Markus Delling, PhD

Asst Professor
+1 415 476-2308
Research Overview: 

About four billion years ago, while earth was covered with a primordial soup enriched with the building blocks of life, the equal occurrence of chiral molecules (non-superimposable “left-handed” vs “right-handed” molecules) fell out of balance. As a consequence, today’s life is asymmetric.

In humans, our visceral organs such as heart, pancreas, and intestine are asymmetrically positioned along the left-right (L-R) axis. Essential key players in establishing L-R asymmetry are fluid flow, primary cilia, ion channels and the embryonic node. The key sensory organelle in L-R patterning is the primary cilium, a hair-like structure protruding from the plasma membrane of most mammalian cells and believed to function like an antenna. Early during development primary cilia utilize ciliary ion channels and electric signaling to “sense” directed fluid flow and orchestrate asymmetric gene expression and ultimately L-R patterning. The fundamental molecular mechanisms of how primary cilia sense their local environment, including the movement of fluids, are only poorly understood. Yet a plethora of severe human diseases such congenital heart disease, autosomal dominant polycystic kidney disease (ADPKD), obesity, and mental retardation can be attributed to improper cilia function.

My lab studies the molecular mechanisms of how primary cilia utilize ion channels and GPCRs to sense their local environment and control such important processes as left-right asymmetry formation. Major research goals in our lab include

  1. Identify the environmental signals that activate ciliary Ca2+ channels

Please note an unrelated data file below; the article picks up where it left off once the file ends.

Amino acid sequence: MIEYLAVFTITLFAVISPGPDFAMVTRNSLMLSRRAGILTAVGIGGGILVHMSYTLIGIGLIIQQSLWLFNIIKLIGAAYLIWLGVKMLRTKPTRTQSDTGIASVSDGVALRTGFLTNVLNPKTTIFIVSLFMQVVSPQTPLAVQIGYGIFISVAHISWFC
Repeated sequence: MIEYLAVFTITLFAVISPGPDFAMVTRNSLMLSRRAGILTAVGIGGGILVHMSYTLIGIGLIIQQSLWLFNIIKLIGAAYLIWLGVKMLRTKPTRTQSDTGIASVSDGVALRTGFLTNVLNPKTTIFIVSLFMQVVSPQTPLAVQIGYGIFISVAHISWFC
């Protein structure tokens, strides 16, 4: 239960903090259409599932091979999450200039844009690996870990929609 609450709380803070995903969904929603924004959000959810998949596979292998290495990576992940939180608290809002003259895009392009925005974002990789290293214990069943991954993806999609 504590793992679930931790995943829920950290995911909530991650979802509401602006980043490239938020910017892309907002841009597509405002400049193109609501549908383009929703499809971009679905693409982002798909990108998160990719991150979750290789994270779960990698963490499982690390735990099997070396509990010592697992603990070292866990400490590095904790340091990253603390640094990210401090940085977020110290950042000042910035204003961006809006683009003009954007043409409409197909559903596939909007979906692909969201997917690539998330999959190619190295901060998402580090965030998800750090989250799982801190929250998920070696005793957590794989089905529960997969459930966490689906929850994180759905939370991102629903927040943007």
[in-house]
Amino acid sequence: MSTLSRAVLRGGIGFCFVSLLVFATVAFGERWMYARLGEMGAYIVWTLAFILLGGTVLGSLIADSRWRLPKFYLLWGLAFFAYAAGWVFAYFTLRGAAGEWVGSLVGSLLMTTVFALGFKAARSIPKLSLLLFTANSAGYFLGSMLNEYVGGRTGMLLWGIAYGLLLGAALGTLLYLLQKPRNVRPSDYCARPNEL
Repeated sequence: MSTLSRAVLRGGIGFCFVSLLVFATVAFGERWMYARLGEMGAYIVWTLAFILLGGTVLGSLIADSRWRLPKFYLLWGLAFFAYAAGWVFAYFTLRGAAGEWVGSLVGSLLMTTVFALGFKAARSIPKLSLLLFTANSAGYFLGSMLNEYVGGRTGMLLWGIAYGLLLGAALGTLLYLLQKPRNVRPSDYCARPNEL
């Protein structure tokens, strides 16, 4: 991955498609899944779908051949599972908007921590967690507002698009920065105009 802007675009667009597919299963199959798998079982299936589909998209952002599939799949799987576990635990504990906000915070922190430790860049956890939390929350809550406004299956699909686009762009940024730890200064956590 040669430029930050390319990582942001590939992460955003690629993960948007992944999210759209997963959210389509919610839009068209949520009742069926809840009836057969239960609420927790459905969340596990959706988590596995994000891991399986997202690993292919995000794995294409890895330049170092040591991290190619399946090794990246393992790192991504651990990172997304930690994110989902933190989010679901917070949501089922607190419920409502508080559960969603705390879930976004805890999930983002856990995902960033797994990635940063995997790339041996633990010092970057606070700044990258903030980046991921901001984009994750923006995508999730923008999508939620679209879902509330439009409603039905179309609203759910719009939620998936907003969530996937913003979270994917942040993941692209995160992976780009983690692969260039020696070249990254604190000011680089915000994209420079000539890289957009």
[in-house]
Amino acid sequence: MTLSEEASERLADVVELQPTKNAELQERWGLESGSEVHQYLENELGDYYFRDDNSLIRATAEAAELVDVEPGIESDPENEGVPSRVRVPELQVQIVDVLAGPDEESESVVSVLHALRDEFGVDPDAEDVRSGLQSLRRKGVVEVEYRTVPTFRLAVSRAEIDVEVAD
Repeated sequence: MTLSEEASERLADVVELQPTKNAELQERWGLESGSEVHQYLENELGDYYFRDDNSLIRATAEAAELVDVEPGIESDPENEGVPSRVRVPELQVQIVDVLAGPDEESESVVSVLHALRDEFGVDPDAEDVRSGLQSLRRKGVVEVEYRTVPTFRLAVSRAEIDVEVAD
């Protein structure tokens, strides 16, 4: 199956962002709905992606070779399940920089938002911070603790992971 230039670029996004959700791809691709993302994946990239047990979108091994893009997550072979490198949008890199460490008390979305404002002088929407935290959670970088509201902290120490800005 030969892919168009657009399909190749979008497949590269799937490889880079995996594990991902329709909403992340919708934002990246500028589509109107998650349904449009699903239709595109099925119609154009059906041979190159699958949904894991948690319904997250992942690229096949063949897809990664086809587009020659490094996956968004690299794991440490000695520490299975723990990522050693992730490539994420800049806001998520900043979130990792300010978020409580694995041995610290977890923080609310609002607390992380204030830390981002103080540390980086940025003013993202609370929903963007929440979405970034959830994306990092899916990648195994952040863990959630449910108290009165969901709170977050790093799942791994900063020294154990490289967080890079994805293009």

2. Understand cilia-dependent signaling cascades governed by electric signaling.
  3. Define the electric signaling within the embryonic node during early steps of establishing asymmetry.  
  4. Identify small molecule agonists and antagonists of ciliary ion channels as novel therapeutics for the treatment of ciliopathies such as ADPKD
  5. Understand the diversity of primary cilia signaling with respect to ion channel composition.

We use a variety of different approaches including mouse genetics, RNA sequencing, cutting edge primary cilia Ca2+ imaging, electrophysiology and biochemistry.

Primary Thematic Area: 
Cancer Biology & Cell Signaling
Secondary Thematic Area: 
Developmental & Stem Cell Biology
Research Summary: 
Calcium signaling in primary cilia during development and disease



ADPKD-Causing Missense Variants in Polycystin-1 Disrupt Cell Surface Localization or Polycystin Channel Function.

bioRxiv : the preprint server for biology

Ha K, Loeb GB, Park M, Pinedo A, Park CH, Brandes N, Ritu F, Ye CJ, Reiter JF, Delling M

The Concise Guide to PHARMACOLOGY 2023/24: Ion channels.

British journal of pharmacology

Alexander SPH, Mathie AA, Peters JA, Veale EL, Striessnig J, Kelly E, Armstrong JF, Faccenda E, Harding SD, Davies JA, Aldrich RW, Attali B, Baggetta AM, Becirovic E, Biel M, Bill RM, Caceres AI, Catterall WA, Conner AC, Davies P, De Clerq K, Delling M, Di Virgilio F, Falzoni S, Fenske S, Fortuny-Gomez A, Fountain S, George C, Goldstein SAN, Grimm C, Grissmer S, Ha K, Hammelmann V, Hanukoglu I, Hu M, Ijzerman AP, Jabba SV, Jarvis M, Jensen AA, Jordt SE, Kaczmarek LK, Kellenberger S, Kennedy C, King B, Kitchen P, Liu Q, Lynch JW, Meades J, Mehlfeld V, Nicke A, Offermanns S, Perez-Reyes E, Plant LD, Rash L, Ren D, Salman MM, Sieghart W, Sivilotti LG, Smart TG, Snutch TP, Tian J, Trimmer JS, Van den Eynde C, Vriens J, Wei AD, Winn BT, Wulff H, Xu H, Yang F, Fang W, Yue L, Zhang X, Zhu M

Testing the ion-current model for flagellar length sensing and IFT regulation.


Ishikawa H, Moore J, Diener DR, Delling M, Marshall WF

Conversion of anterograde into retrograde trains is an intrinsic property of intraflagellar transport.

Current biology : CB

Nievergelt AP, Zykov I, Diener D, Chhatre A, Buchholz TO, Delling M, Diez S, Jug F, ?tep?nek L, Pigino G